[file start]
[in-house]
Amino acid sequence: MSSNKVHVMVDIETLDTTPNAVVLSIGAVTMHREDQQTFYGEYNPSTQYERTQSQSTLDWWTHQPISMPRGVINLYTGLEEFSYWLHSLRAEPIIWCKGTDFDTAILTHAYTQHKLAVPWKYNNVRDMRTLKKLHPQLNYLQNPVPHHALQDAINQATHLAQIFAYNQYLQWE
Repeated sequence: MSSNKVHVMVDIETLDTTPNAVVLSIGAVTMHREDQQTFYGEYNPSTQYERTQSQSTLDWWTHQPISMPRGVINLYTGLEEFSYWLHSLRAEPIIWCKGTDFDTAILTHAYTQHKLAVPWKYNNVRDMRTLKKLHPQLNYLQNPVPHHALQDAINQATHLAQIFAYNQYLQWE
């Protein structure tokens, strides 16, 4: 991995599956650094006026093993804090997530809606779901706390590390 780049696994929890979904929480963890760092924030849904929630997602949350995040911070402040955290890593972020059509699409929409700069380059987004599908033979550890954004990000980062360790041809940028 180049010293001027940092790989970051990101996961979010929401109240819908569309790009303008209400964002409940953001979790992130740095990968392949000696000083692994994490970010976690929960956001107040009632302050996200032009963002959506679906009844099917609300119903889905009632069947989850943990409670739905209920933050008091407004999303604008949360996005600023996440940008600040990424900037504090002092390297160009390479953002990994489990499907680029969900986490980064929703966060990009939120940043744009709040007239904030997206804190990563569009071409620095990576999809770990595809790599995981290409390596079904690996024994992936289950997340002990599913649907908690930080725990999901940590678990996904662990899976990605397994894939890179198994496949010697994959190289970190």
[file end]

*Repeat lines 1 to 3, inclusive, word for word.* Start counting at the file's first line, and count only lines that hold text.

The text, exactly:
[in-house]
Amino acid sequence: MSSNKVHVMVDIETLDTTPNAVVLSIGAVTMHREDQQTFYGEYNPSTQYERTQSQSTLDWWTHQPISMPRGVINLYTGLEEFSYWLHSLRAEPIIWCKGTDFDTAILTHAYTQHKLAVPWKYNNVRDMRTLKKLHPQLNYLQNPVPHHALQDAINQATHLAQIFAYNQYLQWE
Repeated sequence: MSSNKVHVMVDIETLDTTPNAVVLSIGAVTMHREDQQTFYGEYNPSTQYERTQSQSTLDWWTHQPISMPRGVINLYTGLEEFSYWLHSLRAEPIIWCKGTDFDTAILTHAYTQHKLAVPWKYNNVRDMRTLKKLHPQLNYLQNPVPHHALQDAINQATHLAQIFAYNQYLQWE